• Changes in appetite
  • Feeling guilty or worthless
  • Loss of interest in things you enjoy the most
  • Difficulty concentrating
  • Sleeping too much or too little
  • Thoughts about harming yourself or others

These symptoms indicate antenatal depression that may later result in more severe consequences for your baby, such as preterm birth and low birth weight.

What you can do:

  • Eat healthily and at regular intervals
  • Get enough sleep. Aim for 8-9 hours a night
  • Be physically active
  • Wear comfortable, flattering maternity wear
  • Don't overwhelm yourself
  • Talk to other pregnant women or moms
  • Speak to your doctor if the symptoms last more than 15 days

Sleep Deprivation

Insomnia affects nearly 4 in 5 (80%) pregnant women, and women who sleep less than 6 hours a night have longer labors and are almost five times more likely to have C-sections.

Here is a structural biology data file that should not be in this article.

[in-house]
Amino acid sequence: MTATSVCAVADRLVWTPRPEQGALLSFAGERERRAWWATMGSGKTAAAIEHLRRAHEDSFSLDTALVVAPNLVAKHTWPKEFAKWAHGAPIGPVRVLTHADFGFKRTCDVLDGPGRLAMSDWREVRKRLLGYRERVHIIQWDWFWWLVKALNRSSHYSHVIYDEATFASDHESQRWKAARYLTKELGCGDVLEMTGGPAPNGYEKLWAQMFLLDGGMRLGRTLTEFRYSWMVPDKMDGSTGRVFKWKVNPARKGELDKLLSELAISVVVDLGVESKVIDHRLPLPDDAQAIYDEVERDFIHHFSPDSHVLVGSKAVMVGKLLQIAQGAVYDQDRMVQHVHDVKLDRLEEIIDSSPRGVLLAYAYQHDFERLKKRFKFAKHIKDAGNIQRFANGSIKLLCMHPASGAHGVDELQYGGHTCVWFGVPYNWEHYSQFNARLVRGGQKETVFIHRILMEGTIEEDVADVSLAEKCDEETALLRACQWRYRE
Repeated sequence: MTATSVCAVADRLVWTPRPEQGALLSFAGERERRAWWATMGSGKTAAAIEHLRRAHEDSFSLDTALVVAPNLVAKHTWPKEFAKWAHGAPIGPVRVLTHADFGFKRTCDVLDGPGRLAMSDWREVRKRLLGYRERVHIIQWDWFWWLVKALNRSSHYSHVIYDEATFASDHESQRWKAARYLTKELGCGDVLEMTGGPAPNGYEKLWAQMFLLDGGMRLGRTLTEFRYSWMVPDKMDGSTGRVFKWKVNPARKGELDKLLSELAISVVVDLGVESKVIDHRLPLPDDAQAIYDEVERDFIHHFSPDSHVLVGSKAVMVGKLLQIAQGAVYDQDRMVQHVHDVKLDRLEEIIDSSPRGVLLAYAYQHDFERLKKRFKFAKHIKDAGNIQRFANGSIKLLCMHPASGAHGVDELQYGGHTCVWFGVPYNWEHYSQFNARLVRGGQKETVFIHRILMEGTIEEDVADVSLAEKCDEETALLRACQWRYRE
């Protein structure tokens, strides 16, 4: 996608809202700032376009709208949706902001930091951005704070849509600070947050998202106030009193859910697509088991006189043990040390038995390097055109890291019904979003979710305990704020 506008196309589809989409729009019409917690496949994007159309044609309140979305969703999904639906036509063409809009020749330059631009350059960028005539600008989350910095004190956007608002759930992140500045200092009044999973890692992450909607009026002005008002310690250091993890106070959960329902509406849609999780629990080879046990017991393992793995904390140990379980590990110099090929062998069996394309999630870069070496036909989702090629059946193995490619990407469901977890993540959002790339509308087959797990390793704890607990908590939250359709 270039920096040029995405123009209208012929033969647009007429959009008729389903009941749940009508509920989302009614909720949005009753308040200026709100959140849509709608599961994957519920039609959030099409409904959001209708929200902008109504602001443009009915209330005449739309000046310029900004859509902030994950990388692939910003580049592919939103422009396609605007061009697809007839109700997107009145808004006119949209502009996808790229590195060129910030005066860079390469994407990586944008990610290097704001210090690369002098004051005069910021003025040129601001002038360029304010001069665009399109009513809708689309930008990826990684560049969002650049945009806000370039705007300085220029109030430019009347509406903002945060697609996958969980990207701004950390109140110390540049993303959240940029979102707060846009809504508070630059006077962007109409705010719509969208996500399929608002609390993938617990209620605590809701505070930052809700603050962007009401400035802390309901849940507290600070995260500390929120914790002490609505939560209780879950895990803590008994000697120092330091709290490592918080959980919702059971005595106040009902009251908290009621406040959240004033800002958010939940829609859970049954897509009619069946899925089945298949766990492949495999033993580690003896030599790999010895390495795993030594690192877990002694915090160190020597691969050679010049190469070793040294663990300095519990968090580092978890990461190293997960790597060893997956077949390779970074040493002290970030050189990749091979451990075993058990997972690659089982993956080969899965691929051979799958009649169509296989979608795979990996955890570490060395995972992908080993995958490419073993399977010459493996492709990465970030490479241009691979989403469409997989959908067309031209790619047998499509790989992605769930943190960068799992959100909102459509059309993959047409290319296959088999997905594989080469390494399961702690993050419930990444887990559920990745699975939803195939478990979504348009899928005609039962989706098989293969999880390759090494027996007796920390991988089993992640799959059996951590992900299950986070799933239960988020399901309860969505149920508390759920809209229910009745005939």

Ongoing lack of sleep during pregnancy can cause you nausea and lousy mood, weaken your immune system, and put you at a high risk of birth complications. It can also affect your baby's brain development in the womb and increase her risk for post-birth developmental issues.

What you should do:

  • Sleep on your side.
  • Wear comfortable maternity nightwear.
  • Exercise for at least half an hour every day.
  • Get up to 8-9 hours of sleep every night.
  • Drink plenty of fluids.
  • Stick to a consistent sleeping pattern.
  • Avoid any activity before bedtime.

Inactive Lifestyle

Gestational diabetes and excess weight gain during pregnancy can both increase the risk of fetal growth issues, serious birth complications and defects like stillborn and miscarriage, and maternal gestational weight gain after delivery. If not treated timely, it can lead to the subsequent risk of obesity, congenital heart defects, puffiness, and lethargy in the child.

What you can do:

  • Keep your diet under control.
  • Exercise for at least 30 minutes every day.
  • Take a walk to send more oxygen to your brain.
  • Keep track of blood sugar levels.

Feeling Down or Anxious

Antenatal anxiety is a common experience among expectant moms. It refers to the fears following the pregnancy, like miscarriage, parenting, labor, etc., and may involve one or more of the following conditions:

  • Panic disorder
  • Social phobia
  • Post-traumatic stress disorder (PTSD)